I found this to be a quick read and while it did primarily focus on using this method for UX design, there were some examples included of how the method could be used in other scenarios, such as requesting a clinician focus on highlighting the difference between “Criticals” and “Suggestions” for change when receiving an overwhelming health diagnosis or using the framework to communicate more effectively with a spouse during a home remodeling project.
As Menlo is in the process of continuing to refine our process for providing team member feedback, I was inspired at the thought of utilizing aspects of the SQUACK method as an inspiration to help develop a feedback process less focused on feelings and opinions and more clearly framed as actionable thoughts. Perhaps my favorite idea out of the framework is intentionally including the “Kudos” as providing positive reinforcement is equally important to opportunities for improvement.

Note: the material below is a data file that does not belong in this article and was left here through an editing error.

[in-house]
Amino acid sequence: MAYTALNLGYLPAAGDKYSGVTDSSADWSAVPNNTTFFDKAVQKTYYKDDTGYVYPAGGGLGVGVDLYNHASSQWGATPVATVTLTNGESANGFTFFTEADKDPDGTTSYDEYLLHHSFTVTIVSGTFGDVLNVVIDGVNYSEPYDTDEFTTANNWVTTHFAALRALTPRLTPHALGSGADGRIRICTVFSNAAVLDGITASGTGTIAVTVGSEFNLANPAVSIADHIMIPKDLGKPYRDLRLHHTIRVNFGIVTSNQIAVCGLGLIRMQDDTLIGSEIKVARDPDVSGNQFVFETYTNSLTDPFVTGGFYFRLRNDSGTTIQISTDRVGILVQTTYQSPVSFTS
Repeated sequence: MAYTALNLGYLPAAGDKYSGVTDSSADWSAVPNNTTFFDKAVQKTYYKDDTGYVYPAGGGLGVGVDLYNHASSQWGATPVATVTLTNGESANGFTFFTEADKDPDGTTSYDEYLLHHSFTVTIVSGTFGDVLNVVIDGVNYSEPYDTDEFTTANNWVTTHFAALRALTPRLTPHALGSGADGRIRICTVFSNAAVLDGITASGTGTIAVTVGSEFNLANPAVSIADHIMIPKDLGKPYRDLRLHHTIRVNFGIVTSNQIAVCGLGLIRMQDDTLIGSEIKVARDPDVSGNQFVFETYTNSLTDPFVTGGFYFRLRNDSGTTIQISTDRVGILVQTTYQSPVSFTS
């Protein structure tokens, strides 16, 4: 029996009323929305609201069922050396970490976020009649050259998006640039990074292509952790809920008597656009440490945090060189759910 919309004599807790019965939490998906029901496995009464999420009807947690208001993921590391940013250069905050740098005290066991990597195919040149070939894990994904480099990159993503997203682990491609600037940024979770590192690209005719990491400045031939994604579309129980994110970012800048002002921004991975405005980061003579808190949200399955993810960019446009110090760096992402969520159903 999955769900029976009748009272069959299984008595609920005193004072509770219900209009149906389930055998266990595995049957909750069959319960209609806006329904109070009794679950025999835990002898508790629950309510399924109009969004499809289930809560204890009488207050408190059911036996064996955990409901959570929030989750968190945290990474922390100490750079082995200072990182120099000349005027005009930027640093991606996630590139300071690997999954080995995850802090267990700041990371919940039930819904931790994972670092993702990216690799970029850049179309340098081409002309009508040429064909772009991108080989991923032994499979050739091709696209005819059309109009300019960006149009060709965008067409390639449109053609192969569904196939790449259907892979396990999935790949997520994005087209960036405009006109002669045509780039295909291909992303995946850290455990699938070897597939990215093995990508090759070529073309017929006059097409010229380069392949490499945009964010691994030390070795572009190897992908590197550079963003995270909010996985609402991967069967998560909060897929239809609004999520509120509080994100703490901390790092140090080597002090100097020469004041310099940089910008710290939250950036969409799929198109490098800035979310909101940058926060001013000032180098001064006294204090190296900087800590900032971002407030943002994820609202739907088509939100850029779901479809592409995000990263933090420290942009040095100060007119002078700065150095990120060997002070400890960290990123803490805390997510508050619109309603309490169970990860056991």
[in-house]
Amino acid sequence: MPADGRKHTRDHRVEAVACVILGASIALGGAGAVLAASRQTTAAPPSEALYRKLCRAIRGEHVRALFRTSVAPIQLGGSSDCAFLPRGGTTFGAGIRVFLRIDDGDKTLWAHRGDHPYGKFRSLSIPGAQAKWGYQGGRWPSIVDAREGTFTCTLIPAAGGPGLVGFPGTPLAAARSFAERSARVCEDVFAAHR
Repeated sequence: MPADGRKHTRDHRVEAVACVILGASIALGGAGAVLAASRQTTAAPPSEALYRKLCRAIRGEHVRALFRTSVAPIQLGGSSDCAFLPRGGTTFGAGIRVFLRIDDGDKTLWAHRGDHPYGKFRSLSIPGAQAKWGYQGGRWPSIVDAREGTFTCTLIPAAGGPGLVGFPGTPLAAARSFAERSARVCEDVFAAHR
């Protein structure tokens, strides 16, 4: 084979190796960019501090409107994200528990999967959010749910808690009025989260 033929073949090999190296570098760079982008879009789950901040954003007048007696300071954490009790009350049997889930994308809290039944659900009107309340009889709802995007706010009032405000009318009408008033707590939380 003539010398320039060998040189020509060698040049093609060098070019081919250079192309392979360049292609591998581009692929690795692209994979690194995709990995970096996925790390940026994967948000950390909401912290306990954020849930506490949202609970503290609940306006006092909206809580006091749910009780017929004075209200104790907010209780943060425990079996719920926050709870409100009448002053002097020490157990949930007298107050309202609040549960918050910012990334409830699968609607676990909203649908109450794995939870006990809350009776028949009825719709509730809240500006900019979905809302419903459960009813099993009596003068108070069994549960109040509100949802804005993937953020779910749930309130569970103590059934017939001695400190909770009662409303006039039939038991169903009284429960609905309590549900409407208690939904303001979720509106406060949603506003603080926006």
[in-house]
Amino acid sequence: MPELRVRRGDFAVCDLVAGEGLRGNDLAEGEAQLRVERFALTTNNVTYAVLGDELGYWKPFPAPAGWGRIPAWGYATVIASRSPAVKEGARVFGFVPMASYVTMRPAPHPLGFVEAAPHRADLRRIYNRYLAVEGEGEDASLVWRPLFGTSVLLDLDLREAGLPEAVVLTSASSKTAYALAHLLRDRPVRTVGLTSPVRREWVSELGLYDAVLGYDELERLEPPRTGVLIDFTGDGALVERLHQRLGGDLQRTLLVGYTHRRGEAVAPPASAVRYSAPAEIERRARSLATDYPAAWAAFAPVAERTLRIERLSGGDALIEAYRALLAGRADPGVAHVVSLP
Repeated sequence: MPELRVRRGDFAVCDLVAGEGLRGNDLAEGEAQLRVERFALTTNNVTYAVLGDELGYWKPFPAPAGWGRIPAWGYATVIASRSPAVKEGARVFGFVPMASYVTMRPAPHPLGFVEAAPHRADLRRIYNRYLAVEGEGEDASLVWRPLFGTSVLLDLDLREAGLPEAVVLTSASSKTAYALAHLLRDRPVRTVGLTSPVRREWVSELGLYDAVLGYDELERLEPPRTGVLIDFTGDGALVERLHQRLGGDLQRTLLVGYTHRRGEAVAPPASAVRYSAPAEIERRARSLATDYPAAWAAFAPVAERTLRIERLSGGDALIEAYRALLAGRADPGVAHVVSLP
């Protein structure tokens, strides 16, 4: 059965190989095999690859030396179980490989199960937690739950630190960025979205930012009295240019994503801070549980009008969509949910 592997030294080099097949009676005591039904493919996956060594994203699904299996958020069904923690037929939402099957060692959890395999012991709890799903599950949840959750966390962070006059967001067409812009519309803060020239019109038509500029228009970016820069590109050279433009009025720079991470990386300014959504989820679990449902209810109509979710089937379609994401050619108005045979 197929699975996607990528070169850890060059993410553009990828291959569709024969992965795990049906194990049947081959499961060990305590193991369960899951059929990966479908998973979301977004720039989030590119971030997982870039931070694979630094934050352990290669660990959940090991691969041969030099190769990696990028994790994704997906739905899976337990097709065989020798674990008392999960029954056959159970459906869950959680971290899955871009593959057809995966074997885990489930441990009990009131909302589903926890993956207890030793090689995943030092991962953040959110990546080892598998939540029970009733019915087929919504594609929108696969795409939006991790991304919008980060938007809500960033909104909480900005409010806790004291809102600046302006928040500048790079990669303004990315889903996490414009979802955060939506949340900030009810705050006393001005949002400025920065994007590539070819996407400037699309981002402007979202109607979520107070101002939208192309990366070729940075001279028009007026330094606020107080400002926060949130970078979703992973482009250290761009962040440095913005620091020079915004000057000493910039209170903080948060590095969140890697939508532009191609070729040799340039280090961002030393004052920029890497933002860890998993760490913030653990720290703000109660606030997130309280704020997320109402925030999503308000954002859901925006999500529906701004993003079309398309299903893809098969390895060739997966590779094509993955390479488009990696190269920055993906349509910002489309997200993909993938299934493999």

Get a copy for yourself here!

Team Member 1x1's With Rich & James

Most experiments at Menlo start out trying to solve a specific problem. One of the challenges we've experienced with our mostly remote workforce over the last two years is that there have been only small opportunities for casual conversations between the founders (James and Rich) and individual team members. During our first 18 and a half years, these kinds of conversations were easy to have in our open workspace just by the normal bumping into one another during the course of a day. With mostly remote work, however, these serendipitous conversations were almost non-existent.

This experiment is to schedule Rich & James to have lunch with team members one by one. There are usually one to two of these per week, and the experiment has started with the newest team members, many of whom have yet to meet Rich or James in person. These are agenda-free conversations and often involve asking questions about life stories and anything else they wish to talk about. There have been some great ideas that have come out of these casual chats. More importantly, we have been able to start the process of really getting to know one another.